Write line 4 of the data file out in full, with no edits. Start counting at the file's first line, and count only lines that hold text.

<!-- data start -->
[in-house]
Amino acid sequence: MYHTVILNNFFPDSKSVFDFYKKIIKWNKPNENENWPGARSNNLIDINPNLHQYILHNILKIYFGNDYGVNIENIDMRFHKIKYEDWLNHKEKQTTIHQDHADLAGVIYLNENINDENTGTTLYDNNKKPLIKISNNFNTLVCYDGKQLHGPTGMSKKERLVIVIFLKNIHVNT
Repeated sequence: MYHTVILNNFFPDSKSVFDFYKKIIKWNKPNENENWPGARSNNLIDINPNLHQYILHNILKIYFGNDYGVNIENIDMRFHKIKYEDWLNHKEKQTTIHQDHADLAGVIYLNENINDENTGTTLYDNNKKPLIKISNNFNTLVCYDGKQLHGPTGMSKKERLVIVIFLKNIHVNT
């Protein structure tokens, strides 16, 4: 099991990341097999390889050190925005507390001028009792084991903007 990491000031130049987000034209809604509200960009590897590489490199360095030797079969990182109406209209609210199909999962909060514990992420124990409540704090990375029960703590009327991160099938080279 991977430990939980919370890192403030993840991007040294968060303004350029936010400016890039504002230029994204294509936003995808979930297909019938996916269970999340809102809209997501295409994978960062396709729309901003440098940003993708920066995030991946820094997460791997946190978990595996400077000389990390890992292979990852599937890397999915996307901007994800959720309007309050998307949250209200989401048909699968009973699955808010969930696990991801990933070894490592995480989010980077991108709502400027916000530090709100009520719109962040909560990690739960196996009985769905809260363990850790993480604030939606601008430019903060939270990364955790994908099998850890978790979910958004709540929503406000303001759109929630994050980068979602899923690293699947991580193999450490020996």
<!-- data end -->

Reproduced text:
């Protein structure tokens, strides 16, 4: 099991990341097999390889050190925005507390001028009792084991903007 990491000031130049987000034209809604509200960009590897590489490199360095030797079969990182109406209209609210199909999962909060514990992420124990409540704090990375029960703590009327991160099938080279 991977430990939980919370890192403030993840991007040294968060303004350029936010400016890039504002230029994204294509936003995808979930297909019938996916269970999340809102809209997501295409994978960062396709729309901003440098940003993708920066995030991946820094997460791997946190978990595996400077000389990390890992292979990852599937890397999915996307901007994800959720309007309050998307949250209200989401048909699968009973699955808010969930696990991801990933070894490592995480989010980077991108709502400027916000530090709100009520719109962040909560990690739960196996009985769905809260363990850790993480604030939606601008430019903060939270990364955790994908099998850890978790979910958004709540929503406000303001759109929630994050980068979602899923690293699947991580193999450490020996």